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Review of Hugh Kennedy’s “Caliphate: The History of an Idea”

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tags: book review, Caliphate, Hugh Kennedy



Daniel Lazare is the author of The Frozen Republic: How the Constitution is Paralyzing Democracy and other books. He writes regularly for Jacobin and Consortium News.

Somebody slapped the wrong title on Hugh Kennedy’s political history of Islam from Muhammad to the Ottomans. His book is about many things – about how rival factions battled for control in the new Arab empire of the 640s and 50s, about the glittering court culture they created, and about the anarchy that overtook the caliphate some two centuries later.  But it’s not a history of an idea for the simple reason that it has little to say about what was new about the caliphate or why it was different from all other empires.

“Caliph” means successor, deputy, or representative, and while the term now inspires fear and awe, originally it meant little more than a temporary stand-in. Thus, Kennedy tells us that the prophet would sometimes appoint a khalifa to look after his affairs while he was away on battle [Caliphate, pp. 1-2]. But this changed with Muhammad’s death in or around the year 632. (The date is only approximate.)[1] Once his followers had suppressed resistance inside Arabia, they turned their attention outward, driving the Byzantines out of the Levant and then humbling the mighty Sassanid empire in Iran. With that, the term acquired new heft.

But questions soon arose. If a caliph was just a deputy, then whom was he a deputy of – Muhammad or God himself?  How was a caliph to be chosen – by election, descent, or some different way altogether? What should his qualifications be, and what was he supposed to do once he took office?  Amass treasure and territory or concentrate on spreading the word of God?

Issues like these were not unique to Islam.  Charlemagne, who postdates Muhammad by less than two centuries, also conquered in the name of God.  But while he called himself “King of the Franks,” Muhammad’s followers refused to call themselves “King of the Arabs.”  Indeed, when the son of the Muslim conqueror of Spain donned a crown at his Visigothic wife’s behest, his troops were shocked. “He has gone Christian!” they supposedly exclaimed in indignation.[2] Why was kingship problematic in one society but not in another?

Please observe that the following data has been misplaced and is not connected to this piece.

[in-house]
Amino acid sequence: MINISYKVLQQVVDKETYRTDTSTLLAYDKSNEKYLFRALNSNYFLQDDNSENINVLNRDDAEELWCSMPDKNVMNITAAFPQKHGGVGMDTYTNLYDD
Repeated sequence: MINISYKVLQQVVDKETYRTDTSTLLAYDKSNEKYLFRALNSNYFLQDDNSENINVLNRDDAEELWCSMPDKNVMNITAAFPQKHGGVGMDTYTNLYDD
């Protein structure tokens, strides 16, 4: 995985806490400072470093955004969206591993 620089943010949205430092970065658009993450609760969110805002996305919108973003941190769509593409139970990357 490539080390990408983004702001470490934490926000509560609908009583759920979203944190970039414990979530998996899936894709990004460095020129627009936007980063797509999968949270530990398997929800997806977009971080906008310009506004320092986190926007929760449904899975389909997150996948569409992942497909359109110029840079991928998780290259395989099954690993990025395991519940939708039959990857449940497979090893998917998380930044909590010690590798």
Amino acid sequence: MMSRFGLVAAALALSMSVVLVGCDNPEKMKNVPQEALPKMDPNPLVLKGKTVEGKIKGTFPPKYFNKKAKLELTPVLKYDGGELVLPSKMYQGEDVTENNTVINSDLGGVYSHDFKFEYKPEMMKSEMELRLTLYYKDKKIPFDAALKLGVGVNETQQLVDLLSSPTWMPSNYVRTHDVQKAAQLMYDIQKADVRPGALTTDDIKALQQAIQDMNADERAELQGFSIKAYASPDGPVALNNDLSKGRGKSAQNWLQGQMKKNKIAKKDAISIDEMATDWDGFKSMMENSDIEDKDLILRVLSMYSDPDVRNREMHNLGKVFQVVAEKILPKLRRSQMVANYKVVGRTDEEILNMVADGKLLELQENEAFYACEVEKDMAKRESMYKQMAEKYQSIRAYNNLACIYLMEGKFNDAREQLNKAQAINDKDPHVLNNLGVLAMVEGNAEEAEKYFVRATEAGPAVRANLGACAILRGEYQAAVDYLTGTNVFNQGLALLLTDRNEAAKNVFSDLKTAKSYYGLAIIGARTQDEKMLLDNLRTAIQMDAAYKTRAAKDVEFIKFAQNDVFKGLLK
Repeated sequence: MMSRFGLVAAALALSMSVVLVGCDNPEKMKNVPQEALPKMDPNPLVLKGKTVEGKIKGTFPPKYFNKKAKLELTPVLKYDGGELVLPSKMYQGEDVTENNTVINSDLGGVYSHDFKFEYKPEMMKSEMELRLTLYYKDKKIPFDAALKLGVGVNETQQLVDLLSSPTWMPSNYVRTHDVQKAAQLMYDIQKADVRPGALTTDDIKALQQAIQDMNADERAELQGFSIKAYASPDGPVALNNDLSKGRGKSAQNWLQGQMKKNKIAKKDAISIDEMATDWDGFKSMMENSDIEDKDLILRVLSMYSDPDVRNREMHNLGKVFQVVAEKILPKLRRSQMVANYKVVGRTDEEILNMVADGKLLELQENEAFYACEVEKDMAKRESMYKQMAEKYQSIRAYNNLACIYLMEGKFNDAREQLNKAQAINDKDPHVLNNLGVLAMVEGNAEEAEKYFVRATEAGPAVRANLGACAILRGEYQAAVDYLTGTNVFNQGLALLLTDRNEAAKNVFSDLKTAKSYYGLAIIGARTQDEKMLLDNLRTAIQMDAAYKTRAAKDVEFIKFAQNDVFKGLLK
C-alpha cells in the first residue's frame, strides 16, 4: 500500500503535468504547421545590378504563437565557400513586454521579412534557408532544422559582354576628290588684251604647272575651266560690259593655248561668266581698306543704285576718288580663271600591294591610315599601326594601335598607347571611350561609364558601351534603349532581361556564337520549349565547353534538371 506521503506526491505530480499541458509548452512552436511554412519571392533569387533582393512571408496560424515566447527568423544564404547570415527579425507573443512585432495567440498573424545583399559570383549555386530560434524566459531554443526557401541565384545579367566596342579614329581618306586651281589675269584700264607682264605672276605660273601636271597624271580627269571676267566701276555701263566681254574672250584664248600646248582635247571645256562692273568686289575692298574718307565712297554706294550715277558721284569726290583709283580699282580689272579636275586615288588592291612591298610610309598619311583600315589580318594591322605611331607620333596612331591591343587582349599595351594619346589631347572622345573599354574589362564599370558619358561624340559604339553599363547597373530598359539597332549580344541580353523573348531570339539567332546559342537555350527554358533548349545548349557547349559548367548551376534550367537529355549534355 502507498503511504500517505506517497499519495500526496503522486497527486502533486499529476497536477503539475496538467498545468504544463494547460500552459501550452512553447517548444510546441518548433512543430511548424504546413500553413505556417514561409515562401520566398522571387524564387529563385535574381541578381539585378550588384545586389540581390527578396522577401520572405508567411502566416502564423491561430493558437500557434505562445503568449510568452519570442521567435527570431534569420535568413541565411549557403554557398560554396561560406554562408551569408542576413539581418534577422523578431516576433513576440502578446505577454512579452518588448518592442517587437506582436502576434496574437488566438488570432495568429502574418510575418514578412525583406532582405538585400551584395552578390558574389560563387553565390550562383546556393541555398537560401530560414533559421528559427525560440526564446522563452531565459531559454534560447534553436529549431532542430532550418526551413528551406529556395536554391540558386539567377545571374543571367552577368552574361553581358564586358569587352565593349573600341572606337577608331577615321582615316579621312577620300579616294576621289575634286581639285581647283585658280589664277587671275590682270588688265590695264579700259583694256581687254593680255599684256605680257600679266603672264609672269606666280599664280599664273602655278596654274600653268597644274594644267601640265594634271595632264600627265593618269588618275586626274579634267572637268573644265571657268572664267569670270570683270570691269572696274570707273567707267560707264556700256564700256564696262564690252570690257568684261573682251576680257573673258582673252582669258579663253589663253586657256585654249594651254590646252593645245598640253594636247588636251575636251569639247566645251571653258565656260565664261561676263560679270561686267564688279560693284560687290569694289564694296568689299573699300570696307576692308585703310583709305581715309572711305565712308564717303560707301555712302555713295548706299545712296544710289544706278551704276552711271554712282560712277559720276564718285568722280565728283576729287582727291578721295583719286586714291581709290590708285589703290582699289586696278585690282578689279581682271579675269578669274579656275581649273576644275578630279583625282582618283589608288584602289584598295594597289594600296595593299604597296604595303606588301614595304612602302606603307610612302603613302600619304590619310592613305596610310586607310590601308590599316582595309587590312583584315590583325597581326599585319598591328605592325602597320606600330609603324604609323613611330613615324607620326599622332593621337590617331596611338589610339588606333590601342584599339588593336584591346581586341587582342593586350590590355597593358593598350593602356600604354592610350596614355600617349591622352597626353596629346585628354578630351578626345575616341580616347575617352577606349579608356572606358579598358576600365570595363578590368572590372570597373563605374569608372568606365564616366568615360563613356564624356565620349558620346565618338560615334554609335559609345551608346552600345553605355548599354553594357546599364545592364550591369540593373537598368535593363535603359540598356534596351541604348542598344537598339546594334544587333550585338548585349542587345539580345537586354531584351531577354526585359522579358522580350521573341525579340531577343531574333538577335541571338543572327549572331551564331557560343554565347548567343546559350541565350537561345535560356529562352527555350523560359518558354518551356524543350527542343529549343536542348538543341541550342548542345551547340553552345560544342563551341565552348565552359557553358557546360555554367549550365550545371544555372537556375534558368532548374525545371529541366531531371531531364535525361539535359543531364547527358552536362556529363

Similarly, where Charlemagne doled out newly-conquered possessions to his followers, the caliphs believed in centralized control.  Was it because they were greedy or because, as they insisted, they were holding it in safekeeping it for the umma, the community of the faithful?  Charlemagne regarded himself as a lawgiver in the style of Moses or the ancient Jewish king Josiah.  But the caliphs relinquished legislative authority beginning in the 830s when a hard-nosed mullah named Ibn Hanbal argued that such powers belonged exclusively to the religious scholars.  Unable to make law in their own right, caliphs found themselves reduced to the role of enforcers of law that others formulated, interpreted, and adjudicated.  Muhammad’s successors were marginalized by their own society. 

The “Islamicate,” as the historian Marshall Hodgson called it,[3] thus veered off in a very different direction.  But while Kennedy, a professor at the School of Oriental and African Studies in London and the author of more than a dozen books about Muslim history, tells us what happened, he has much less to say about why.  He notes the accelerating cycles of internal violence that led to the assassination of the third caliph, Uthman, in 656 and then the death of the fourth, Ali, in 661 and suggests that it had something to do with the fact that “[t]he conquests had stalled and resources were under pressure and many of the Muslims felt excluded and impoverished while they observed others living in the lap of luxury” [18].  Yes, but this hardly describes the outrage of Muslim troops at irreligious upstarts whom they said had hijacked a divinely-sanctioned movement for their own purposes.

It also doesn’t explain why such bitterness has persisted through the ages. Charlemagne’s empire also devolved into civil war following his death in 814.  But today no one other than a handful of medieval specialists knows who the emperor’s grandsons were or why they went at one another so viciously.  The idea of followers of Pepin II or Louis the Pious battling it out in the streets of today’s Brussels would be ridiculous.  Yet Uthman and Ali’s successors, now known as Sunnis and Shi‘ites, continue to blast away at one another in the rubble of Syria and Iraq.  

Why? Kennedy is an old-school historian who is more interested in the narrative than what it signifies. Hence, readers who look to Caliphate for an explanation are likely to be disappointed.

[1] Patricia Crone, “What do we actually know about Mohammed?” openDemocracy, June 10, 2008.

[2] Patricia Crone, God’s Rule: Government and Islam (New York: Columbia Univ. Press, 2004), p. 46.

[3] Marshall G.S. Hodgson, The Venture of Islam (Chicago: Univ. of Chicago Press, 1974), vol. 1, p. 451.



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